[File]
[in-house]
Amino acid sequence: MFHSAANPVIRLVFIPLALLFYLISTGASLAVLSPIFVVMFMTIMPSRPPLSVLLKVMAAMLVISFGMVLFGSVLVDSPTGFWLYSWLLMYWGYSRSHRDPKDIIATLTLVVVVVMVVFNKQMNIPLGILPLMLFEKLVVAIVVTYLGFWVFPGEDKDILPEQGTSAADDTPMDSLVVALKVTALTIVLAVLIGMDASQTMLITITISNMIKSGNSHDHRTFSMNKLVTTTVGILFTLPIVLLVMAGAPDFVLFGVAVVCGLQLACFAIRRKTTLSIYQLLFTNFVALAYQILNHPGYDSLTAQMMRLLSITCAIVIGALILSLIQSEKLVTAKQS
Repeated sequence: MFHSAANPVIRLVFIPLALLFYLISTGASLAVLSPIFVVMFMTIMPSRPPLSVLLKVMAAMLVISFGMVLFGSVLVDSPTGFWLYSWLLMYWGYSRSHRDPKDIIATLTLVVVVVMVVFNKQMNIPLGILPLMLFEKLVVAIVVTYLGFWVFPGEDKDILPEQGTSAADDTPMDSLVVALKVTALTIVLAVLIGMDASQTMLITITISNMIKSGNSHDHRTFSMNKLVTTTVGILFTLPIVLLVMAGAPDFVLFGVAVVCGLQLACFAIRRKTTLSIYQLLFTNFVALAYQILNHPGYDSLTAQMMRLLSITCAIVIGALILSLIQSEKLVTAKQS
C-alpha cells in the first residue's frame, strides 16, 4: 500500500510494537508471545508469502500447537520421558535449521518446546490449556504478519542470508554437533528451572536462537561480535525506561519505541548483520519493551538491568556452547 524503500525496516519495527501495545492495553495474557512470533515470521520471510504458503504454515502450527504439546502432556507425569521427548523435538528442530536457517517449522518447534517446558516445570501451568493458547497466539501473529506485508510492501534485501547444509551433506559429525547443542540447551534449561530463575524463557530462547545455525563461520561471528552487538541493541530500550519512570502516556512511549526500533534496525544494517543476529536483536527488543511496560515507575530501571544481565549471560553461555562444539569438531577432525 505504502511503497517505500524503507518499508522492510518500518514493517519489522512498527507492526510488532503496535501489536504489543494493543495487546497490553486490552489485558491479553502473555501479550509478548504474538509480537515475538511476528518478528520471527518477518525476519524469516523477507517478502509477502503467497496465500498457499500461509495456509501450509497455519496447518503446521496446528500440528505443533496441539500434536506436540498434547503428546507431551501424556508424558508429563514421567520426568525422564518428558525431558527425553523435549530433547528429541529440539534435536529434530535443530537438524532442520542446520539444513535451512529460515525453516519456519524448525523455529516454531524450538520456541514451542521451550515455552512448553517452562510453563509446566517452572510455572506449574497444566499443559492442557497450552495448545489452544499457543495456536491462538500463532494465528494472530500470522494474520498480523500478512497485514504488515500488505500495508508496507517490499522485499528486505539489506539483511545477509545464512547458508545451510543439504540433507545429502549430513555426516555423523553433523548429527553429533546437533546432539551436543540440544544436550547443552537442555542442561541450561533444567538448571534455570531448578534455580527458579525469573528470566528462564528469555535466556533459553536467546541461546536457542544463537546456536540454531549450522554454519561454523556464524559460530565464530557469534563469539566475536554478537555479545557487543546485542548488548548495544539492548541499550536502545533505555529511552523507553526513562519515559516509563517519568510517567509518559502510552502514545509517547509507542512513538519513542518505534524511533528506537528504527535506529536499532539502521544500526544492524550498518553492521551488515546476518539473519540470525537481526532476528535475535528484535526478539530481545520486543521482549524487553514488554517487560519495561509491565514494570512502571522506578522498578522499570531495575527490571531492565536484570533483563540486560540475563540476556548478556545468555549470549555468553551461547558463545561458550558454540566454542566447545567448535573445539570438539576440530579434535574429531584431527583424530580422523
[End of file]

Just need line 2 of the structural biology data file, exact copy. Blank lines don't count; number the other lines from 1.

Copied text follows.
Amino acid sequence: MFHSAANPVIRLVFIPLALLFYLISTGASLAVLSPIFVVMFMTIMPSRPPLSVLLKVMAAMLVISFGMVLFGSVLVDSPTGFWLYSWLLMYWGYSRSHRDPKDIIATLTLVVVVVMVVFNKQMNIPLGILPLMLFEKLVVAIVVTYLGFWVFPGEDKDILPEQGTSAADDTPMDSLVVALKVTALTIVLAVLIGMDASQTMLITITISNMIKSGNSHDHRTFSMNKLVTTTVGILFTLPIVLLVMAGAPDFVLFGVAVVCGLQLACFAIRRKTTLSIYQLLFTNFVALAYQILNHPGYDSLTAQMMRLLSITCAIVIGALILSLIQSEKLVTAKQS